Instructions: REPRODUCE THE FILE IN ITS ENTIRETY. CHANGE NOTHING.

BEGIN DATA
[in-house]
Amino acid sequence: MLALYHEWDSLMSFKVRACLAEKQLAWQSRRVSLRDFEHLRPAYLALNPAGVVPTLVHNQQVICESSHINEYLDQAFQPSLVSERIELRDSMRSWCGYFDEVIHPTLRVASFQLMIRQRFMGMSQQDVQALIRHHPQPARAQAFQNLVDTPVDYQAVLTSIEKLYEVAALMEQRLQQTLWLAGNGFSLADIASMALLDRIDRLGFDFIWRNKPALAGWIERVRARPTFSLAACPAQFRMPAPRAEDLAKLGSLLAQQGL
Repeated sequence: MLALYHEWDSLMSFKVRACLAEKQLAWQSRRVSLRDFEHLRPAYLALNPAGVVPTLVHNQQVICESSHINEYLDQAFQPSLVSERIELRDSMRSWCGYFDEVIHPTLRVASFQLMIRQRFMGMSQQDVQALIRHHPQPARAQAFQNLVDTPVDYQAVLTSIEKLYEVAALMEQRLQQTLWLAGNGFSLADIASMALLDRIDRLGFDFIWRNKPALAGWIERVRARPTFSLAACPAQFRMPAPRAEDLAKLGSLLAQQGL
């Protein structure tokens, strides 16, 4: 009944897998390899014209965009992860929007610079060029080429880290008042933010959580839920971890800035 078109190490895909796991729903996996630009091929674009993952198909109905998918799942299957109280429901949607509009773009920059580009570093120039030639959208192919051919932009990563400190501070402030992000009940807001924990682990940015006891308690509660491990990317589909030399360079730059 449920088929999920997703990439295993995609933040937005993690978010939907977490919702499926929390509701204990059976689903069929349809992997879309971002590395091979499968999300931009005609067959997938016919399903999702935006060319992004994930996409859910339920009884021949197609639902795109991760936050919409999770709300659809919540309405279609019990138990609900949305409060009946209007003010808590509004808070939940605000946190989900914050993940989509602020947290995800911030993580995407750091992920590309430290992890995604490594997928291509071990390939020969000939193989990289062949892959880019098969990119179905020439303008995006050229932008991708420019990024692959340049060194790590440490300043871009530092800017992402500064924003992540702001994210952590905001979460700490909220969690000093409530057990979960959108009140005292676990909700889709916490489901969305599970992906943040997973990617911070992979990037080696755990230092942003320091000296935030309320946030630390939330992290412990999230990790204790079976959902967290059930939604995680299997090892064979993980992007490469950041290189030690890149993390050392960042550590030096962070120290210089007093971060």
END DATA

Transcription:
[in-house]
Amino acid sequence: MLALYHEWDSLMSFKVRACLAEKQLAWQSRRVSLRDFEHLRPAYLALNPAGVVPTLVHNQQVICESSHINEYLDQAFQPSLVSERIELRDSMRSWCGYFDEVIHPTLRVASFQLMIRQRFMGMSQQDVQALIRHHPQPARAQAFQNLVDTPVDYQAVLTSIEKLYEVAALMEQRLQQTLWLAGNGFSLADIASMALLDRIDRLGFDFIWRNKPALAGWIERVRARPTFSLAACPAQFRMPAPRAEDLAKLGSLLAQQGL
Repeated sequence: MLALYHEWDSLMSFKVRACLAEKQLAWQSRRVSLRDFEHLRPAYLALNPAGVVPTLVHNQQVICESSHINEYLDQAFQPSLVSERIELRDSMRSWCGYFDEVIHPTLRVASFQLMIRQRFMGMSQQDVQALIRHHPQPARAQAFQNLVDTPVDYQAVLTSIEKLYEVAALMEQRLQQTLWLAGNGFSLADIASMALLDRIDRLGFDFIWRNKPALAGWIERVRARPTFSLAACPAQFRMPAPRAEDLAKLGSLLAQQGL
């Protein structure tokens, strides 16, 4: 009944897998390899014209965009992860929007610079060029080429880290008042933010959580839920971890800035 078109190490895909796991729903996996630009091929674009993952198909109905998918799942299957109280429901949607509009773009920059580009570093120039030639959208192919051919932009990563400190501070402030992000009940807001924990682990940015006891308690509660491990990317589909030399360079730059 449920088929999920997703990439295993995609933040937005993690978010939907977490919702499926929390509701204990059976689903069929349809992997879309971002590395091979499968999300931009005609067959997938016919399903999702935006060319992004994930996409859910339920009884021949197609639902795109991760936050919409999770709300659809919540309405279609019990138990609900949305409060009946209007003010808590509004808070939940605000946190989900914050993940989509602020947290995800911030993580995407750091992920590309430290992890995604490594997928291509071990390939020969000939193989990289062949892959880019098969990119179905020439303008995006050229932008991708420019990024692959340049060194790590440490300043871009530092800017992402500064924003992540702001994210952590905001979460700490909220969690000093409530057990979960959108009140005292676990909700889709916490489901969305599970992906943040997973990617911070992979990037080696755990230092942003320091000296935030309320946030630390939330992290412990999230990790204790079976959902967290059930939604995680299997090892064979993980992007490469950041290189030690890149993390050392960042550590030096962070120290210089007093971060």